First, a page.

But it doesn’t take very long to discover — if we look hard and honestly — that none of these innovations is pure hive mind, and that the supposed paragon of adhocracy — the Wikipedia itself — is itself far from strictly bottom-up. In fact a close inspection of Wikipedia’s process reveals that it has an elite at its center, (and that it does have an elite center is news to most). Turns out there is far more deliberate top-down design management going on than first appears. This is why Wikipedia has worked in such a short time.
Time is what ad-hoc systems need, which we have so little of. The main drawback to pure unadulterated darwinism is that it takes place in biological time — eons. Who has eons to wait during internet time? Nobody. Which is where Jimmy Wales enters the picture.
Jimmy Wales, head honcho of Wikipedia, and and an emergent association of volunteer editors created a practice that allowed the Wikipedia to be smarter in a few years than pure dumb bottom-up evolution would allow. Rather than try to struggle to devise waterproof bottom-up legalistic rules to keep persistent vandals from messing up articles, uber-admin Wales would simply ban them unilaterally on the advice of his elite editors. A human editor could discern much better than any rule whether the trolls meant trouble or where harmless. Saved years of wasted effort trying to tweak and tune an emergent anti-troll system.
It is important to remember how dumb the bottom is in essence. In biological natural selection, the prime architect is death. Death powers evolutionary selection. Death is one binary bit. Either off or on. What’s dumber than that? So the hive-mind of evolution is powered by one-bit intelligence. That’s why it takes millions of years to do much.
We are too much in a hurry to wait around for a pure hive mind. Our best technological systems are marked by the fact that we have introduced intelligent design into them. This is the top-down control we insert to speed and direct a system toward our goals. Every successful technological system, including Wikipedia, has design wired into it.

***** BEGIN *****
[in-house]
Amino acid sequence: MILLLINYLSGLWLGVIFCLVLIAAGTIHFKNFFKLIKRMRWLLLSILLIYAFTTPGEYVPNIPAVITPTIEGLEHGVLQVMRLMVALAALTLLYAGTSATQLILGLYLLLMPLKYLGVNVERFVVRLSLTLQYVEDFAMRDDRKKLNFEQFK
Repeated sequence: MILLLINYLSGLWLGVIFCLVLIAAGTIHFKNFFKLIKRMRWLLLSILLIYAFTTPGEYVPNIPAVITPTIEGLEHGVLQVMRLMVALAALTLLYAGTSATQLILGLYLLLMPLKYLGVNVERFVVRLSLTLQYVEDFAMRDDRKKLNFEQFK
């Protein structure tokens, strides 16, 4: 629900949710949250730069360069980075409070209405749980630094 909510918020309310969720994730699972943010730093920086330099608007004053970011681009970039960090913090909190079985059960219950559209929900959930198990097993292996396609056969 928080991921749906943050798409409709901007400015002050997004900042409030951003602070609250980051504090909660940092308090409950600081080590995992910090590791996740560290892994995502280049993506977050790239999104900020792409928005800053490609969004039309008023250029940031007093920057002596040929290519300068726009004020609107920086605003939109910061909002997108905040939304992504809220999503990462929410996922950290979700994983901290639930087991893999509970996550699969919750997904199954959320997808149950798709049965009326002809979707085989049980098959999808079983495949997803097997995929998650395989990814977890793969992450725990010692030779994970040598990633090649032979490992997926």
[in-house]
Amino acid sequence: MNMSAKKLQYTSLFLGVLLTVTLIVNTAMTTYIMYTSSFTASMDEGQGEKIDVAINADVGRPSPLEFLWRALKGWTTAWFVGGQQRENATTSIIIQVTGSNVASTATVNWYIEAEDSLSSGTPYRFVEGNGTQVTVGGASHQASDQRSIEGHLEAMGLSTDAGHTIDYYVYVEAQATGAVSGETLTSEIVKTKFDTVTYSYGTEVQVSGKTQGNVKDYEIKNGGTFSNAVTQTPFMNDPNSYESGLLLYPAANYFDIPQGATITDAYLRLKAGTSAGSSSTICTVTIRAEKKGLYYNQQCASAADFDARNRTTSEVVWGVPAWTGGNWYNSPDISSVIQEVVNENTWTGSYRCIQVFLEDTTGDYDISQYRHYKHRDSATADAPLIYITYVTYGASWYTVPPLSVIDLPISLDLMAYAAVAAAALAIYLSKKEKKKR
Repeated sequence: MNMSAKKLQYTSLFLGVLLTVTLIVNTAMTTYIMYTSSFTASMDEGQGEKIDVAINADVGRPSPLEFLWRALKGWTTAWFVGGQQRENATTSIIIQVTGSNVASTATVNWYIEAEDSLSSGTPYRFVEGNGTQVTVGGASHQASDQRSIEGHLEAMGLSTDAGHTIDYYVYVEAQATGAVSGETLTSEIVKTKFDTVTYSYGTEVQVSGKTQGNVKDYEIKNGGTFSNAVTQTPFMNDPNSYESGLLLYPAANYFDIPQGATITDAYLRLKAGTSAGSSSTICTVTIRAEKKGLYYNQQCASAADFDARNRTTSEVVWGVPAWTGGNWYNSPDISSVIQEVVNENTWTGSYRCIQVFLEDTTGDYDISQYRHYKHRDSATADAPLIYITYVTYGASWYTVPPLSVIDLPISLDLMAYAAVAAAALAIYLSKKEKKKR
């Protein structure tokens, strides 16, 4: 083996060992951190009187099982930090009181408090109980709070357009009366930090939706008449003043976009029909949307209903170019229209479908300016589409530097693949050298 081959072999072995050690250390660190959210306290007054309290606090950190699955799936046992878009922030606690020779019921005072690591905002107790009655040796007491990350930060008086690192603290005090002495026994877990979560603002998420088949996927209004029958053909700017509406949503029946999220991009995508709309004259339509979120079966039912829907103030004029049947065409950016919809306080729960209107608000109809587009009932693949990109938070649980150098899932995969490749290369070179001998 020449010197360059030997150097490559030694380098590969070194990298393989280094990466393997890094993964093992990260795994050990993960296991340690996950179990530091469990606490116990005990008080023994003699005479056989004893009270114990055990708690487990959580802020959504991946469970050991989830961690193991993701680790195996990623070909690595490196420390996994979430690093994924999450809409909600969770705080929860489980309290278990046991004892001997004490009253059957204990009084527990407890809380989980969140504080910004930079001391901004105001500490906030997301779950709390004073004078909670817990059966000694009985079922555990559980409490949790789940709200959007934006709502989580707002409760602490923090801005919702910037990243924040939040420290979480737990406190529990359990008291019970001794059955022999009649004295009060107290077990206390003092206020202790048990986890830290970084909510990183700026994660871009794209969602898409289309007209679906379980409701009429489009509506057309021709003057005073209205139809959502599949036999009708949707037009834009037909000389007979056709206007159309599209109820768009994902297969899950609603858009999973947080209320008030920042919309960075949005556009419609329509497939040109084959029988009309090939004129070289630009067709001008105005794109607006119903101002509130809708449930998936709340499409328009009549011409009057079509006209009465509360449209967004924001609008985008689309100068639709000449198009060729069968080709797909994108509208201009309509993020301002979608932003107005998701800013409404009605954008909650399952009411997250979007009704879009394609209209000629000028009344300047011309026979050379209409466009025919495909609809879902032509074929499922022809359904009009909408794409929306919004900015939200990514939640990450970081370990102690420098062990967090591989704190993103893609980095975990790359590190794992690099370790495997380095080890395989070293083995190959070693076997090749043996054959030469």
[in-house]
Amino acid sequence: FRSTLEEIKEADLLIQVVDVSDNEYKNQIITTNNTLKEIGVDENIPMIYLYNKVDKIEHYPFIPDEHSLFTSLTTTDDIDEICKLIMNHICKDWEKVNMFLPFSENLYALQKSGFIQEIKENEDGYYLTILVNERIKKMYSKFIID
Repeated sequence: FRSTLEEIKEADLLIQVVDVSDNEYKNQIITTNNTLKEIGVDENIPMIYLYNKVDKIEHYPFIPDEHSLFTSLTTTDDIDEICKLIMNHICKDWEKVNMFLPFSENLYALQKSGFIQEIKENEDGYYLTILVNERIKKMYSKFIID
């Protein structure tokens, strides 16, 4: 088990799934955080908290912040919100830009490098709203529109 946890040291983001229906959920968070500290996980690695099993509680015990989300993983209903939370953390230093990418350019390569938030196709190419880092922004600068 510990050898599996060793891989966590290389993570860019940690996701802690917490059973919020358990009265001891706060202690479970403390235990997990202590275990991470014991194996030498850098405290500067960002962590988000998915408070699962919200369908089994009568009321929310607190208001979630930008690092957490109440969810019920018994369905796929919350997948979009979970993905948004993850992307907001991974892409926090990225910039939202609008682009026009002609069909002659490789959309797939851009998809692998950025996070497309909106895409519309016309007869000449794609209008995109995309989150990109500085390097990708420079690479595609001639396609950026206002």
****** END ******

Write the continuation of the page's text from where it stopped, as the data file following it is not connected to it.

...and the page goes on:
What’s new is only this: never before have we been able to make systems with as much “hive” in it as we have recently made with the web. Until this era, technology was primarily all control, all design. Now it can contain both design and no-design, or hive-ness. In fact, this Web 2.0 business is chiefly the first step in exploring all the ways in which we can combine design and the hive in innumerable permutations. We are tweaking the dial in hundreds of combos:
1) dumb writers, smart filters, no editors.
2) smart writers, dumb filters, no editors
3) smart editors, smart filters, no writers
The exhilarating frontier today is the myriad ways in which we can mix out-of-control creation with various levels of top-down control. We are rushing into an expanding possibility space never accessible before. It’s the 5th dimension of “no one is as smart as everyone.” A recurring insight (but still worth exploring) is simply: what happens if we turn it inside out and have the audience/customers in charge? As Clay Shirky puts it: here comes everybody! But pure unadulterated dumb mobs is the easiest, perhaps least interesting new space in the entire constellation of possibilities. More potent, more unknown, are the many other combinations of everyone and someone.
It’s taken a while but I think we’ve learned that while top-down is needed, not much of it is needed. Editorship and expertise are like vitamins. You don’t need much of them, just a trace even for a large body, and too much will be toxic, or just pissed away. But the proper dosage of intelligent control will vitalize the dumb hive mind.